1. DBC Reed
        February 2, 2010

        All very well but the Guv's tactic in paying for new money with unsecured cheques in only what the banks do now.You don't think that banks debit a saver's account when they advance a new loan do you? Its an entirely new sum of money that they have created.Anybody else issuing a cheque with nothing to back it would be arrested.
        The Guv is just getting in on the act,doing what the banks do.The solution is to nationalise the banks properly and to use interest rates as a tax on money creation and replace taxes on work and enterprise.
        Now that the banking system has foundered, like sinking the Titanic without hitting an iceberg, it is about time hard facts were faced about where money comes from.The banks don't find it under gooseberry bushes.

    3. Stuart Fairney
      February 2, 2010

      1. Spending does not create wealth. It is only possible as a by-product of production and savings. Anyway, what if everyone just used their time-limited cards to buy imported plasma-screen TV's, how would this help the economy?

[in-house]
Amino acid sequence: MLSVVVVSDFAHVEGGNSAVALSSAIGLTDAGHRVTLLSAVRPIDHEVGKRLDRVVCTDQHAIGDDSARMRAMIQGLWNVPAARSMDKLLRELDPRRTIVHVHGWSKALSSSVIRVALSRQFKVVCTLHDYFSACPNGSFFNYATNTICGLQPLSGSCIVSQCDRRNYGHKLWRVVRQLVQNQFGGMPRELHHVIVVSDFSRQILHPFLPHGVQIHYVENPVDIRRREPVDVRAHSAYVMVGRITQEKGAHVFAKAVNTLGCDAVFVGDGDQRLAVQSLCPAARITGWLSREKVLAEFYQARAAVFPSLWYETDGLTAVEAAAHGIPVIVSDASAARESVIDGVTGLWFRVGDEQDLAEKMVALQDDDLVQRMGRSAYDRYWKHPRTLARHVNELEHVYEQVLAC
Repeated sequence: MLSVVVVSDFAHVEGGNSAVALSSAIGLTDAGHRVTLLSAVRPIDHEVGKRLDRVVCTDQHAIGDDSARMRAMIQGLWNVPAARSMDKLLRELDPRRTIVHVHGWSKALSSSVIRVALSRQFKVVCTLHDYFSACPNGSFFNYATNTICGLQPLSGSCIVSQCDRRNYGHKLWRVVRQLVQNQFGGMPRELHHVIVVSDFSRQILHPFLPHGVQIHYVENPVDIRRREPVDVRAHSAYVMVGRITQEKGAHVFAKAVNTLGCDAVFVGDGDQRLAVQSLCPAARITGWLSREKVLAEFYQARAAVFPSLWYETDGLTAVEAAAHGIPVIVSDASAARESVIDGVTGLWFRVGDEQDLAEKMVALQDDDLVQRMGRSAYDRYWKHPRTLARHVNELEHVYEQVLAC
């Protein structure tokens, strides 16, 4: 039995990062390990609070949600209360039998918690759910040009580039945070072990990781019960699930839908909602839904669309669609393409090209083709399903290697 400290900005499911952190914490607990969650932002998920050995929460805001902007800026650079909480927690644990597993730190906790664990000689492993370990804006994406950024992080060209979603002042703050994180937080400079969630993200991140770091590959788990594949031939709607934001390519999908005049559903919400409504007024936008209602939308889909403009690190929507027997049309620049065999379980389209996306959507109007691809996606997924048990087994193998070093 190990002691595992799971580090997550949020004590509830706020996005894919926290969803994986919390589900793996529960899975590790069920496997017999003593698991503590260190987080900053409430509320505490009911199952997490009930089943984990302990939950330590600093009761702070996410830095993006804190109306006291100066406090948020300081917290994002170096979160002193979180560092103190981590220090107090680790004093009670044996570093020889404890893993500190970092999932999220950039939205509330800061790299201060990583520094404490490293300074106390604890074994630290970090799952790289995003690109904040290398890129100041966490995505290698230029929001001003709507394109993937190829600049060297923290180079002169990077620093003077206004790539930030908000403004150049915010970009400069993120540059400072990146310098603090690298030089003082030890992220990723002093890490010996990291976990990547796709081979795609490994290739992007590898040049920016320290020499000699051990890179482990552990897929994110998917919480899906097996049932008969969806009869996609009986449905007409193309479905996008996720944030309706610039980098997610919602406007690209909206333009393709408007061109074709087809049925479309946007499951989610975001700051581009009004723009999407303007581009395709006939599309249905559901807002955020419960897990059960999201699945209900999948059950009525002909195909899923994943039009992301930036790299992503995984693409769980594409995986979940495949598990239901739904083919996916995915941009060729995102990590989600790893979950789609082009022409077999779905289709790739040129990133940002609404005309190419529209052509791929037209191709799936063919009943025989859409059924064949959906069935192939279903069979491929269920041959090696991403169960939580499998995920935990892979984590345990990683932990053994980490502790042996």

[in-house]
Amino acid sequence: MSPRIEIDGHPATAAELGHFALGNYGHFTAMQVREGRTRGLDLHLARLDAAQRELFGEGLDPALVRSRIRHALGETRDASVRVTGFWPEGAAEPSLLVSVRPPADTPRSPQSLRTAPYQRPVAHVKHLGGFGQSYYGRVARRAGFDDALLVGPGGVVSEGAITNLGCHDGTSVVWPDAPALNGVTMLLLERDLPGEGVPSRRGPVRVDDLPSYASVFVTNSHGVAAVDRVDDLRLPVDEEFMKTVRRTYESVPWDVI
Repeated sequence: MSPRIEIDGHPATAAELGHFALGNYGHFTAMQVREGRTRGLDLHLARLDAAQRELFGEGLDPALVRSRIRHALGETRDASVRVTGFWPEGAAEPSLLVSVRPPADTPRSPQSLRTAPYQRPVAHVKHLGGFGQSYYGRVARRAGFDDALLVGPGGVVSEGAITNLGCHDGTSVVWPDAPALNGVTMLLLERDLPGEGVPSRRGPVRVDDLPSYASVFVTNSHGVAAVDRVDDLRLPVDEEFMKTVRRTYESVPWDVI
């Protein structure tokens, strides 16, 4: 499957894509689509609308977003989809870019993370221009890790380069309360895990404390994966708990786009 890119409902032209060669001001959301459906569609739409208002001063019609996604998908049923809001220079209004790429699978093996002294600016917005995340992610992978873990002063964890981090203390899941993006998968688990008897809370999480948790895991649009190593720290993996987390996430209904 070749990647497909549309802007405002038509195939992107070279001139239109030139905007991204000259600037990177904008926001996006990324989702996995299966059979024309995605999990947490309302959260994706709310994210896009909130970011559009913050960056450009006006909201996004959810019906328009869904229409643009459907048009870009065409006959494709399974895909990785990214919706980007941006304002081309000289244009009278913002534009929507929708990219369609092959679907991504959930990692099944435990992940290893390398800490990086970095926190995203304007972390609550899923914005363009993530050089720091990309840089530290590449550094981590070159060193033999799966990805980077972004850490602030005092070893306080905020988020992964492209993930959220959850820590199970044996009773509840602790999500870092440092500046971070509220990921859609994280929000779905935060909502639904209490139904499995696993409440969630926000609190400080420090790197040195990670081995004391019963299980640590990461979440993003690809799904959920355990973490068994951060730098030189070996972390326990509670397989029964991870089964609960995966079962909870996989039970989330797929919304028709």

2. Government has no money per se and QE is merely a stealth tax.

      3. Hence government infrastructure projects, as well as stripping money from the private sector and destroying jobs or stopping them being created, are notoriously prone to political mis-allocation as well as horrific cost over-runs.

      4. Recession is when the economy corrects mis-allocation of resources, thus it needs to be allowed to remove failing companies via bankruptcy, not have them supported by taking cash via taxes of otherwise sound companies, which of course enfeebles them.

      Thus recession is not the problem it is the solution, the boom of excess consumption was the problem, this is the hangover; you cannot cure the hangover by drinking more! You merely delay recovery.

      1. DBC Reed
        February 2, 2010

        How does the government building infrastructure destroy jobs?How does it strip the private sector? New railways and roads bring people into areas and their spending reaches private sector entrepreneurs.